June 27 - June 30 2016
Stanford University, Stanford, California
The materials used in the tutorial are available here.
The ability to easily collect and gather a large amount of data from different sources can be seen as an opportunity to better understand many processes. It has already led to breakthroughs in several application areas. However, due to the wide heterogeneity of measurements and objectives, these large databases often exhibit an extraordinary high number of missing values. Hence, in addition to scientific questions, such data also present some important methodological and technical challenges for data analyst.
The aim of this tutorial is to present an overview of the missing values literature as well as the recent improvements that caught the attention of the community due to their ability to handle large matrices with large amount of missing entries.
We will touch upon the topics of single imputation with a focus on matrix completion methods based on iterative regularized SVD, notions of confidence intervals by giving the fundamentals of multiple imputation strategies, as well as issues of visualization with incomplete data. The approaches will be illustrated with real data with continuous, binary and categorical variables using some of the main R packages Amelia, mice, missForest, missMDA, norm, softimpute, VIM.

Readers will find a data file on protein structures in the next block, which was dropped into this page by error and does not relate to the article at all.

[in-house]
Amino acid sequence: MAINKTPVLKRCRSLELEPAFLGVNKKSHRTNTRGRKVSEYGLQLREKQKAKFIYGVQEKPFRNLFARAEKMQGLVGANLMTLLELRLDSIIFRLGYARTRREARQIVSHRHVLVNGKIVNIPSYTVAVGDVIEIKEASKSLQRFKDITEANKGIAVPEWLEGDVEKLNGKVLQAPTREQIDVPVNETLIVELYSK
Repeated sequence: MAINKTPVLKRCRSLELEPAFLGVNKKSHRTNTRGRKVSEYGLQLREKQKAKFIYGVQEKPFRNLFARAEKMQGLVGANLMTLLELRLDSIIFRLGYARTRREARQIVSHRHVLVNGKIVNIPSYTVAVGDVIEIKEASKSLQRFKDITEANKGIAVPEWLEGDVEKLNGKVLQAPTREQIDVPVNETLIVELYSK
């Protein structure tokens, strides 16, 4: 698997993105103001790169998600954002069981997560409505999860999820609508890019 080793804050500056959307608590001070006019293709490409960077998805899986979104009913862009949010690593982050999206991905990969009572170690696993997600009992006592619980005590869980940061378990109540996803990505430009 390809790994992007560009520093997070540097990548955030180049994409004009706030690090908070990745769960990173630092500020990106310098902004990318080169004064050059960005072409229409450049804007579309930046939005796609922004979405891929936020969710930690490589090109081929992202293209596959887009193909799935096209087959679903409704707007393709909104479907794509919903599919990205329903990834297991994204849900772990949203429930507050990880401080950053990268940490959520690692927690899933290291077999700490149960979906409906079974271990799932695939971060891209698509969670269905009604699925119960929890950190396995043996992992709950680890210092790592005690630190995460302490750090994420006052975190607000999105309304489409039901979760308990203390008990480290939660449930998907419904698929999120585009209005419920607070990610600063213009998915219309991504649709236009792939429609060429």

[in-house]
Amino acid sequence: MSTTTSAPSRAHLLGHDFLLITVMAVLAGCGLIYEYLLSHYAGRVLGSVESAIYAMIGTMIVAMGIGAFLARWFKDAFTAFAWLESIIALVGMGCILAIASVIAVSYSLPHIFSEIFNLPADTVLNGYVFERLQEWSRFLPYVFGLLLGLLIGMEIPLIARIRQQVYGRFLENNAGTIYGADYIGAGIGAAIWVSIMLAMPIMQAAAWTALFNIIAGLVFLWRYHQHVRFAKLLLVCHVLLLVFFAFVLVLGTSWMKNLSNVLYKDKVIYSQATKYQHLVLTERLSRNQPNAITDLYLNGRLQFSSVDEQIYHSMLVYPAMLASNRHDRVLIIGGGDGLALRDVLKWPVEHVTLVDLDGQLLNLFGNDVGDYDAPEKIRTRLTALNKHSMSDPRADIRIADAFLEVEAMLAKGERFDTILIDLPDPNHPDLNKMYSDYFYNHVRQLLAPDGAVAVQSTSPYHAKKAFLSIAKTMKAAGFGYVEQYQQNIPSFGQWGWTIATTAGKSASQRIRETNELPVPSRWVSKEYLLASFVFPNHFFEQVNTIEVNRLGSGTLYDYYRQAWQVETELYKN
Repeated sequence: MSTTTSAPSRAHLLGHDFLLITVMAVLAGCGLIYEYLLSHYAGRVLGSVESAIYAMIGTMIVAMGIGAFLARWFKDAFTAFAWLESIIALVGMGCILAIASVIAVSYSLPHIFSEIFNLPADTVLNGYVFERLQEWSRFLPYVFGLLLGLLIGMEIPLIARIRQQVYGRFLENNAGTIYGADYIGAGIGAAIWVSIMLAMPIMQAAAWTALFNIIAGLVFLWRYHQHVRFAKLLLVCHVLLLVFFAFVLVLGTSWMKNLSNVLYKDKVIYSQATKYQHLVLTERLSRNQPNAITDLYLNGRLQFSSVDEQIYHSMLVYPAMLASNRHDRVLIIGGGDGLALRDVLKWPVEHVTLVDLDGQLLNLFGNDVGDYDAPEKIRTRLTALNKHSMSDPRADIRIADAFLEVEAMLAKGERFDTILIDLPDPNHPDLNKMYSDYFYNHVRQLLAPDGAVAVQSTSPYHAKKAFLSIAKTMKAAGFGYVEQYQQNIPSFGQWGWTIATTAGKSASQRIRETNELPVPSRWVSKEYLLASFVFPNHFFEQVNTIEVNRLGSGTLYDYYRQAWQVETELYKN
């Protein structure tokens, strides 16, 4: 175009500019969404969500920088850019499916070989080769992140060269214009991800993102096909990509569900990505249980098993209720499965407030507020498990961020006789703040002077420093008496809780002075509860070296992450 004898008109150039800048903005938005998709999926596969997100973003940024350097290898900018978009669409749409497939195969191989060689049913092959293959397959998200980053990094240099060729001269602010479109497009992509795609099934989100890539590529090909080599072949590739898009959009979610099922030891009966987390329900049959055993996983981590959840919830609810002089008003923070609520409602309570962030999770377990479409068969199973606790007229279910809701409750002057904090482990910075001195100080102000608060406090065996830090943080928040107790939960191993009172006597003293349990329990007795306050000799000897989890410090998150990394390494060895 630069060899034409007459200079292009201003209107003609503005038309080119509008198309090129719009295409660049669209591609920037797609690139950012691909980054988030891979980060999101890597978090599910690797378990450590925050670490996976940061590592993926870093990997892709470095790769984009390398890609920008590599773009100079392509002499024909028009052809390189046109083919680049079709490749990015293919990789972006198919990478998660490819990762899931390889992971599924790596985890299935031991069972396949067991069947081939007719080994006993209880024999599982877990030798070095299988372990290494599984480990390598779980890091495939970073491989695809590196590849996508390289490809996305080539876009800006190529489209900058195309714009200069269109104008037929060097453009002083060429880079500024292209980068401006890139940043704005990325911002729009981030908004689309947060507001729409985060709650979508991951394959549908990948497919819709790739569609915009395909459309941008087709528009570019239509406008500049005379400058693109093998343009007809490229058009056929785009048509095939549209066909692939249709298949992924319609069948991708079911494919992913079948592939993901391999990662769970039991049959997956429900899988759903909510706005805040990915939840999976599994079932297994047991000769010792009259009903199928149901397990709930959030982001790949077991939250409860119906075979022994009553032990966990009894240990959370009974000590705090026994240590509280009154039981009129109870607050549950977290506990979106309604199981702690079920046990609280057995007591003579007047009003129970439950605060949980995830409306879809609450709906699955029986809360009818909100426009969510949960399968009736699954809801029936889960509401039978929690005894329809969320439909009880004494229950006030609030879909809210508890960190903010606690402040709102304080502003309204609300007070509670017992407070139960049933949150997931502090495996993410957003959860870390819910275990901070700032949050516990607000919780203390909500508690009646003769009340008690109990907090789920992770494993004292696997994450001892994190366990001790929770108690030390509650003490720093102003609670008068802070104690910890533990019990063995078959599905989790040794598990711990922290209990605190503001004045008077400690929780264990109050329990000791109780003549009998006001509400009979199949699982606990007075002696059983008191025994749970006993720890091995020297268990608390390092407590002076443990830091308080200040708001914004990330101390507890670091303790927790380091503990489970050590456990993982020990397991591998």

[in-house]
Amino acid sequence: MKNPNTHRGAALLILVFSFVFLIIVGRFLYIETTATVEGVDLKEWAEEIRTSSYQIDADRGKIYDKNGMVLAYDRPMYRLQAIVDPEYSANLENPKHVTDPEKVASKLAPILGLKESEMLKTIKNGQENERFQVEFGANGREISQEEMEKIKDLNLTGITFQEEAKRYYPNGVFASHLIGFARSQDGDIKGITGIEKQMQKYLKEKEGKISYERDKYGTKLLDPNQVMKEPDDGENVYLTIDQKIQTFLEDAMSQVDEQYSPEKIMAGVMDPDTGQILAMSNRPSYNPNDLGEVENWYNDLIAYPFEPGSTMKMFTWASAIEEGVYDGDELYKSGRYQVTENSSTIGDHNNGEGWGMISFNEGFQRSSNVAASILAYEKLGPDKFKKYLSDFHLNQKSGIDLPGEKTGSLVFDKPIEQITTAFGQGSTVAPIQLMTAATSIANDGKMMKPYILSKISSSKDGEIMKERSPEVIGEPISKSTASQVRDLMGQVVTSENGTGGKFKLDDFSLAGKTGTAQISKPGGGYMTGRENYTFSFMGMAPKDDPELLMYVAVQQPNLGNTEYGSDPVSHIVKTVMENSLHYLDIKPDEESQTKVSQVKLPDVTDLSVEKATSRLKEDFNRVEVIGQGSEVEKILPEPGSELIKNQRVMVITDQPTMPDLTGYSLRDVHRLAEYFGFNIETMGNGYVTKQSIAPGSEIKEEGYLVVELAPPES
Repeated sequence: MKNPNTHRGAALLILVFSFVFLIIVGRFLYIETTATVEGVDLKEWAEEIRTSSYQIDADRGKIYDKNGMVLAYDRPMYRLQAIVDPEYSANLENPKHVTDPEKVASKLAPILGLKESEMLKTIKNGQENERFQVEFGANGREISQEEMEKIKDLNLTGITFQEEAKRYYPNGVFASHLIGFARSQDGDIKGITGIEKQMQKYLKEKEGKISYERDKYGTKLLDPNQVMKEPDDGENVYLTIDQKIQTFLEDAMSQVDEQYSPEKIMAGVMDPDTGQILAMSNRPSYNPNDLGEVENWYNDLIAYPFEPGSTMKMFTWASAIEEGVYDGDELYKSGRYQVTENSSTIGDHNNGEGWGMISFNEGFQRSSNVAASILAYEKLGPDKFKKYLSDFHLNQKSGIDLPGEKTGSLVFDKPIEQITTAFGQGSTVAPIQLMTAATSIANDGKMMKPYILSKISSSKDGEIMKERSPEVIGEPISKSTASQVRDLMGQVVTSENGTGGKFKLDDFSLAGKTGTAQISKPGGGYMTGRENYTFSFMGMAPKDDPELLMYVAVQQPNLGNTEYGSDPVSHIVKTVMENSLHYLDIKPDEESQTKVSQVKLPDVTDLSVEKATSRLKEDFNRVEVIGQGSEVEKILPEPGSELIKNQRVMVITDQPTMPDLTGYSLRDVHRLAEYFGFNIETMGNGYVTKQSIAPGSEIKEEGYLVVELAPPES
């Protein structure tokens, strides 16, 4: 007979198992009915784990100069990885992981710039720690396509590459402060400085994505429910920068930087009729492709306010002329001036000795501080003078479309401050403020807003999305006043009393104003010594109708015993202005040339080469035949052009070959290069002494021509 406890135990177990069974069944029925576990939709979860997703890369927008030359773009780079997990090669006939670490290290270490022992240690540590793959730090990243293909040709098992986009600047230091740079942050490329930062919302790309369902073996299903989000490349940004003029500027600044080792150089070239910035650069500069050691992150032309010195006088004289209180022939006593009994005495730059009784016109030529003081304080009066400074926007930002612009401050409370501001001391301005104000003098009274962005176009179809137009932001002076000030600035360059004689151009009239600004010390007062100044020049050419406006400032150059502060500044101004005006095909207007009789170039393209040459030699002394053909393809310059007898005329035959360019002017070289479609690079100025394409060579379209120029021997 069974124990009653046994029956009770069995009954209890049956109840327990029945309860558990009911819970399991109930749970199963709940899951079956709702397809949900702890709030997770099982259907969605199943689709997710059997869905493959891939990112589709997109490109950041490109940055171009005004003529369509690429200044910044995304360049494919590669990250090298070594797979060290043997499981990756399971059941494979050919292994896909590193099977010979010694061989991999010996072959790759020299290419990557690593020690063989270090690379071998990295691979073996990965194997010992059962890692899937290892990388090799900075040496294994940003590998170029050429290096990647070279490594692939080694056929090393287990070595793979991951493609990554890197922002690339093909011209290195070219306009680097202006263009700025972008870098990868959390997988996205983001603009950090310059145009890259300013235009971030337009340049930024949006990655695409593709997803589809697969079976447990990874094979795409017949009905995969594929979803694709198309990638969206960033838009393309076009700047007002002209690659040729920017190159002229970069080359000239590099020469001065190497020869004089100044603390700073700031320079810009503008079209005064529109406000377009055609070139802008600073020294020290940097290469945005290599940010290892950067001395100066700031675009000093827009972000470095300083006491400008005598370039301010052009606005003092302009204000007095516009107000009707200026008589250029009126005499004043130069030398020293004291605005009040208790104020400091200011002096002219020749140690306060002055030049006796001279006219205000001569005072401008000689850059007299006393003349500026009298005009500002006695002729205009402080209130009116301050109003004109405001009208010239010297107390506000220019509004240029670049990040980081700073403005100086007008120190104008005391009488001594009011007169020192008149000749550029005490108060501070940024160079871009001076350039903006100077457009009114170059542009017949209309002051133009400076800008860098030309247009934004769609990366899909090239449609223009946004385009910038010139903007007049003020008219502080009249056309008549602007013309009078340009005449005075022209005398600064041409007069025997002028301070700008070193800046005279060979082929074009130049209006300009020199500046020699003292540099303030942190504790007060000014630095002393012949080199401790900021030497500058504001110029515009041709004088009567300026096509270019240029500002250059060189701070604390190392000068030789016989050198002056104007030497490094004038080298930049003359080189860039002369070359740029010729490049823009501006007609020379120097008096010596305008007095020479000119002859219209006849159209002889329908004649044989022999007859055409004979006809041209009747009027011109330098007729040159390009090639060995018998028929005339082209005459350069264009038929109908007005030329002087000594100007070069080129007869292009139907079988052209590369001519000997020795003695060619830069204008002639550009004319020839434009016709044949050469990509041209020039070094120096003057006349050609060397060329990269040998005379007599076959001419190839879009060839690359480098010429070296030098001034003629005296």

Through computer practicals using several R packages, participants will learn how to apply the statistical methods introduced in the course to realistic datasets from different fields (biomedical, social science, etc.)
Elementary knowledge of general statistical concepts and (linear) statistical models is assumed Basic knowledge in singular-values decomposition and principal component analysis could be useful.
Please make sure to download the R packages